Five year old, deputy sheriff in North Dakota, who was awakened one morning in eighteen eighty six to discover that his boat had been stolen. The boat in question was worth about thirty Alors not an insignificant sum in eighteen, eighty six, but not enough for a normal deputy to drop everything in chase. Three armed bandits down the little Missouri River, but this particular deputy was not entirely normal? You didn't care, for instance, that the attempt Future outside his log cabin was ten degrees. You didn't care pursuing the thieves would require him to build another boat from scratch. You didn't care that the little Missouri River was jammed with breaking ice or that Navid. Eating downstream, would be very, very dangerous. All he cared about was getting his boat back and punishing the men who took it and so, when he finished building
a new boat in which to pursue the thieves, the young deputy pact bag with some food, a camera a journal, a book, and lots of extra ammunition for his trusty Winchester? Then he enlisted Hope of two ran chance to accompany him and went off to find the thief who stole his boat. The next three days were difficult and best described by the deputy himself took the time to write about the many obstacles they encountered, beginning with the ice quote. It moved slowly. He wrote its front form a high crumbling wall and creaming over like an immense breaker on the seashore along, with the shifting ice and treacherous currents the men were ensue, country and the Sioux Indians in eighteen. Eighty six were not exactly thrilled with white people plus the deputy ever knew when they might stumble upon the thieves downriver, who would know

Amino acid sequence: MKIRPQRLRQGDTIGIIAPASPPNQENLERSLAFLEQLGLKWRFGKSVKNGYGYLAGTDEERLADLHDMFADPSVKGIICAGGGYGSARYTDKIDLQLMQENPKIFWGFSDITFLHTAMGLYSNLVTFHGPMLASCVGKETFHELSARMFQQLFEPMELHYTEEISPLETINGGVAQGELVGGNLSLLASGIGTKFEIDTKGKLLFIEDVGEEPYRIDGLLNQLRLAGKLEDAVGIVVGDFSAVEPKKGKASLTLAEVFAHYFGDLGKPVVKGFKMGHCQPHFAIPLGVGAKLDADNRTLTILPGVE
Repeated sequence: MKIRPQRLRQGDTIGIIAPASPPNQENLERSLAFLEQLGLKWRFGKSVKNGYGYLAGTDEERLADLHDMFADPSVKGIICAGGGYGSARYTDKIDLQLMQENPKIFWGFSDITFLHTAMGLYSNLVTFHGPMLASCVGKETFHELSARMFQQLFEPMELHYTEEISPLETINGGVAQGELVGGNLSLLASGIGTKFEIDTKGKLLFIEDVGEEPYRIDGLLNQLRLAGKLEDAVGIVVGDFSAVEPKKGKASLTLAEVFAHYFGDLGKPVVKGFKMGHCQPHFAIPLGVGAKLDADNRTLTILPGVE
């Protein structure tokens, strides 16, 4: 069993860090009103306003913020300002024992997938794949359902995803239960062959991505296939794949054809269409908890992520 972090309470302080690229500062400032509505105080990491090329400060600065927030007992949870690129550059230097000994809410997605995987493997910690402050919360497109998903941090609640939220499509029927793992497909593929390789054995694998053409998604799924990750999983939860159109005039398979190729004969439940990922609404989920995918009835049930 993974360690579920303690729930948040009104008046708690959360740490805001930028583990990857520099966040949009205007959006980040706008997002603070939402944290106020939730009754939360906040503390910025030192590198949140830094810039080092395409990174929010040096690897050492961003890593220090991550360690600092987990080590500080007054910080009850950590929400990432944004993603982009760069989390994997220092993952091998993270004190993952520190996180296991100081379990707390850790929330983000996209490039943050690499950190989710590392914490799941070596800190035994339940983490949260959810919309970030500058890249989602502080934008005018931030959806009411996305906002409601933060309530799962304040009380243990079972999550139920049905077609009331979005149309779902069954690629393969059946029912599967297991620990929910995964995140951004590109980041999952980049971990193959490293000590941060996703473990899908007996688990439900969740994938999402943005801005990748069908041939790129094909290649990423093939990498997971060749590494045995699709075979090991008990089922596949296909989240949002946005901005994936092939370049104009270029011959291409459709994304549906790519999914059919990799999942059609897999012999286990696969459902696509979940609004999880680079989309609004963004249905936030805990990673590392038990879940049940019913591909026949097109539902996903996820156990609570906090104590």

not react poorly to the sudden presence of local law enforcement, thus the deputy hatch, remain constantly vigilant when he found the bandits six days. After his boat was stolen tension were high again from the deputies journal, finally our watchfulness was rewarded for in the middle of the afternoon, as we came around the bend, we saw in front of us the stolen boat moored against the bank, while among the bushes some little way back the smoke of a campfire curled up through the frosty air. What happens next, it could become the screen play for a featured length, film, the deputy snakes, upon the thieves and quickly disarms them, at which point he has rewrite to shoot them on the spot or hang from the nearest tree, indeed, common sense and frontier justice demanded, but the deputy doesn't do either instead,